currently, I’m using a Canon FS22 with 2×32GB flash.  More expensive cameras don’t really help: they become cost-prohibitive in terms of scale, are less discrete, a pain to travel with, and don’t offer much advantage in visual quality at web resolutions.  The largest shortcomings of the FS22 are that it requires ‘modcopy‘ to fix 16:9 aspect ratios during file-import, long recordings are split across multiple files, there is an accumulative as-recorded time drift vs. real-world time, and the mic-in preamp often picks up line noise with XLR sources (impedance issues?).  Other than that, it’s a pretty good

I submitted a CC Catalyst application to fund hacking of Elphel
open-source, open-hardware cameras
This will be a really fun project if funded!

The Elphel cameras could be set to request the event of the event title, speaker names/affiliations, CC license, “who’s speaking right now?”, etc., as this takes time to dig up after-the-fact.

There’s also a lot of work to be done developing reference
documentation for properly-equipped meeting spaces.  I’ve started sketching out arrangements of in-room equipment (OMwiki:Gear), and more equipment documentation is on it’s way.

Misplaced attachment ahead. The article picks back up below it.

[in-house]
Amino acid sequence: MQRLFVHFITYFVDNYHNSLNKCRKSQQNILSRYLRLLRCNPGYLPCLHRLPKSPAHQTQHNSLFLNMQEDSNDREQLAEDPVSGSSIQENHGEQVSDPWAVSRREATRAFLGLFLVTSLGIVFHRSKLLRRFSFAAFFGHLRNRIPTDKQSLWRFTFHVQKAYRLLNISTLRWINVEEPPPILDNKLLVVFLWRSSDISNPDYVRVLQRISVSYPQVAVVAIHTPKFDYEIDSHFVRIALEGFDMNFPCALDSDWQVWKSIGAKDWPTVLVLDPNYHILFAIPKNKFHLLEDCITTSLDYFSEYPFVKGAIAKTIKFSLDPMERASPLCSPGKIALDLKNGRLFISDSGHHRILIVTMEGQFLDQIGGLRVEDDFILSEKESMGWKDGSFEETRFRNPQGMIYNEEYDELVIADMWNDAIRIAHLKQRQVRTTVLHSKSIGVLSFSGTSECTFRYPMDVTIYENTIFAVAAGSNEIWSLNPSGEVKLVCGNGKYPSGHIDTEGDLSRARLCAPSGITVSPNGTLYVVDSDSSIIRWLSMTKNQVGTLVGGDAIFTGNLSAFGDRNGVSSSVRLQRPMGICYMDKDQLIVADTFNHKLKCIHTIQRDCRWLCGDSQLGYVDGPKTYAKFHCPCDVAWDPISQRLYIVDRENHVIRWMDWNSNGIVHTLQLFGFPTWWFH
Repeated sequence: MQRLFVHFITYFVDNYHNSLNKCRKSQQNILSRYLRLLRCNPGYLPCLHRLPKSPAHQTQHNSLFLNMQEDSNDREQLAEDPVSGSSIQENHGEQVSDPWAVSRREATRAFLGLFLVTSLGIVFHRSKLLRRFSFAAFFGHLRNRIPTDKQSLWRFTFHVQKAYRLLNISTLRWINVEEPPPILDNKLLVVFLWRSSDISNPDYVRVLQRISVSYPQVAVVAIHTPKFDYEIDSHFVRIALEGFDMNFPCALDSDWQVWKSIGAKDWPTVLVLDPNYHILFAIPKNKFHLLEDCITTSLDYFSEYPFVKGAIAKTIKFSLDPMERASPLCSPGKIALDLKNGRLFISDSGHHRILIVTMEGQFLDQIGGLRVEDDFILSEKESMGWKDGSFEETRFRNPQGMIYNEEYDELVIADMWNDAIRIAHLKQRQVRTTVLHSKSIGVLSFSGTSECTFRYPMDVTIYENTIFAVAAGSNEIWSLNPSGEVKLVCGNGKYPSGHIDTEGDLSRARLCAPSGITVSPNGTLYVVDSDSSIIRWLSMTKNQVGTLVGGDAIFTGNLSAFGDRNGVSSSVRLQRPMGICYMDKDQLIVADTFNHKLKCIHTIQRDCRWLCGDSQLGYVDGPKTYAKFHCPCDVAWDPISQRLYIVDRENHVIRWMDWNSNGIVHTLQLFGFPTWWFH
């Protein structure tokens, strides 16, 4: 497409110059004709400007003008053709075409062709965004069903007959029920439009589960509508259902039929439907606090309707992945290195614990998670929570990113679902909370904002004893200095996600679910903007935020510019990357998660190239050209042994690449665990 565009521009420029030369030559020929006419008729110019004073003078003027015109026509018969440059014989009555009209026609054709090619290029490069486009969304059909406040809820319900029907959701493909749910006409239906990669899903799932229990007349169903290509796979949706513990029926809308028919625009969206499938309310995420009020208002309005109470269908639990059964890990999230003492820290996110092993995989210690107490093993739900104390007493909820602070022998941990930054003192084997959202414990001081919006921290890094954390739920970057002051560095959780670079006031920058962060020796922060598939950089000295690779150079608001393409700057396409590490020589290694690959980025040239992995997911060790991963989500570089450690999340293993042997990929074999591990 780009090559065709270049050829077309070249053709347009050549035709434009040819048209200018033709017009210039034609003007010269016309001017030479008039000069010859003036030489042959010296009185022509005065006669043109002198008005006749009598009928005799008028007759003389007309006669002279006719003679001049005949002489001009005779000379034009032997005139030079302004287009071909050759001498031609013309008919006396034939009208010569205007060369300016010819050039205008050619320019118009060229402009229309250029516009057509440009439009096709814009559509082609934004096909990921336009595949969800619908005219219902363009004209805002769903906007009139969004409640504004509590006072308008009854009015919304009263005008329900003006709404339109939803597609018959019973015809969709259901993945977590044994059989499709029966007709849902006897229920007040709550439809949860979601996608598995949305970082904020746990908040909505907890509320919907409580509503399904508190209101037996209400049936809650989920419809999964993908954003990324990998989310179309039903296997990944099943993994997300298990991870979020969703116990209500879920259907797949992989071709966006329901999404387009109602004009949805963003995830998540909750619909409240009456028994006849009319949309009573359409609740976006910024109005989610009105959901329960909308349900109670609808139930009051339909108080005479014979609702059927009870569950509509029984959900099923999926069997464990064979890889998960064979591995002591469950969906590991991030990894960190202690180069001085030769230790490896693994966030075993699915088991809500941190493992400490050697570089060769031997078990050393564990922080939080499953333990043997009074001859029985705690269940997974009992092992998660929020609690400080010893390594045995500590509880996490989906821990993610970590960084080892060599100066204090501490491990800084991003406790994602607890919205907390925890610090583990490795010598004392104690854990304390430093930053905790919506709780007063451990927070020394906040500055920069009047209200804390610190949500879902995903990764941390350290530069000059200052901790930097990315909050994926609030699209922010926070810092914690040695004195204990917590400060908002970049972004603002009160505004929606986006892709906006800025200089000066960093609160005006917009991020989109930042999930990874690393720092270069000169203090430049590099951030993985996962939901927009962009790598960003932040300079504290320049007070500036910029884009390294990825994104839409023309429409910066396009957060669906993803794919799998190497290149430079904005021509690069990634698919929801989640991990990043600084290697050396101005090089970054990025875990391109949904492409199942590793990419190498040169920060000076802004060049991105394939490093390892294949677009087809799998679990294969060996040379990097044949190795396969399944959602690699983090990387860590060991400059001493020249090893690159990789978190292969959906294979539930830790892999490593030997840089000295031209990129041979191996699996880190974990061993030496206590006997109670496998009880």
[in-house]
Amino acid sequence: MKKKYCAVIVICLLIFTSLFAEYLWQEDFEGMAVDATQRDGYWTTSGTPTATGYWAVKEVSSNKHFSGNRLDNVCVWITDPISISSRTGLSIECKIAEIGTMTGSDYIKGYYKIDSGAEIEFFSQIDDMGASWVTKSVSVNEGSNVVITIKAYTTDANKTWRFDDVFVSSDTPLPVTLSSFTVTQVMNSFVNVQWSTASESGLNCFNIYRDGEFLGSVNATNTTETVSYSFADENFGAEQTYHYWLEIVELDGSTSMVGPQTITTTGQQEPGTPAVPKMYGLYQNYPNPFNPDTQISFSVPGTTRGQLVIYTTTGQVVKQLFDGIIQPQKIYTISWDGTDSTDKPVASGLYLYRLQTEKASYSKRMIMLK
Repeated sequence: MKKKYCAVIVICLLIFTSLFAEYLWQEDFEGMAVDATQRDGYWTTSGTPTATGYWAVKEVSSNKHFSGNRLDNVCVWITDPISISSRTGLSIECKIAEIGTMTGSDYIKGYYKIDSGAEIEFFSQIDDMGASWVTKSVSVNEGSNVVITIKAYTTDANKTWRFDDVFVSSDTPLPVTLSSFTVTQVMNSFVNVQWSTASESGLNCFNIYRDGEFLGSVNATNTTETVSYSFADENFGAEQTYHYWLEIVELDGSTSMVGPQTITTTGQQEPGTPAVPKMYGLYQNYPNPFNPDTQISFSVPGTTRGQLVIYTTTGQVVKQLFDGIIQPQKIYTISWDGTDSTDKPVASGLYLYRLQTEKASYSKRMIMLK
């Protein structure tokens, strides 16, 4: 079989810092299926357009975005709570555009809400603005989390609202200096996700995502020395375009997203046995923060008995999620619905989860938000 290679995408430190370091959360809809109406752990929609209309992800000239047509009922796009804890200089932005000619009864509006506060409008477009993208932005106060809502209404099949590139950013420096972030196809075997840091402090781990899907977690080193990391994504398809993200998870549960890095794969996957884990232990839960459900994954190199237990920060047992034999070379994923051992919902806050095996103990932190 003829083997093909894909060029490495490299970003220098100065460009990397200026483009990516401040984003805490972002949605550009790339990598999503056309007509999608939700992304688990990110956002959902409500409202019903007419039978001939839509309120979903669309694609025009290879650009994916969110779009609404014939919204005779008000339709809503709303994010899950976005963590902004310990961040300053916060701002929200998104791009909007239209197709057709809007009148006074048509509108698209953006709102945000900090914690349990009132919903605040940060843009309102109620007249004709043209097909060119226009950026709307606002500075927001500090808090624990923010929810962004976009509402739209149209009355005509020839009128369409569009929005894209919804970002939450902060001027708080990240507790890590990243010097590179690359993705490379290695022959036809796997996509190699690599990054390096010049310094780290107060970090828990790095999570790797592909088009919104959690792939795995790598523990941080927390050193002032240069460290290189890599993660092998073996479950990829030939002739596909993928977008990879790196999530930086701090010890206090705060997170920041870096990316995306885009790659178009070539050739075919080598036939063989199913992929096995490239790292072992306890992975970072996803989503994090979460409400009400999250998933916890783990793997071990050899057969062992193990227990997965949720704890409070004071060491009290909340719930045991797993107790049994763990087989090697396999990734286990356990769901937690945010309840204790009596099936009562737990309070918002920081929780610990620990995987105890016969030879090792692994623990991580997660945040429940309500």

B) Editing
Cinelerra is a mess, but it’s the only viable way to edit video
professionally using all-FLOSS software.  The majority of editing time on non-XLR recordings is spent on sound cleanup, as was the case with FCX.  The remainder of the time is spent drafting graphic title slides (GIMP), scanning for sections that should be removed, and, if necessary, manually re-syncing audio from a secondary audio source (can Audacity do this?).

I’m looking forward to trying out VideoLAN Movie Creator or,
eventually, Lumiera, but I haven’t attempted either yet.  Blender might be an option if it supported piped YUV output, as is the case with Cinelerra — I don’t trust built-in encoders.

After a Theora video is rendered via the YUV4MPEG pipe, I merge-in audio (oggz-merge), create a Skeleton (oggz-chop), validate the file (oggz-validate), create a .torrent file (BT Mainline + WINE — could valid files be produced from the command line?), created an animated GIF (see below), then upload to the Internet Archive.  A script to automate this process shouldn’t be tooo hard to draft…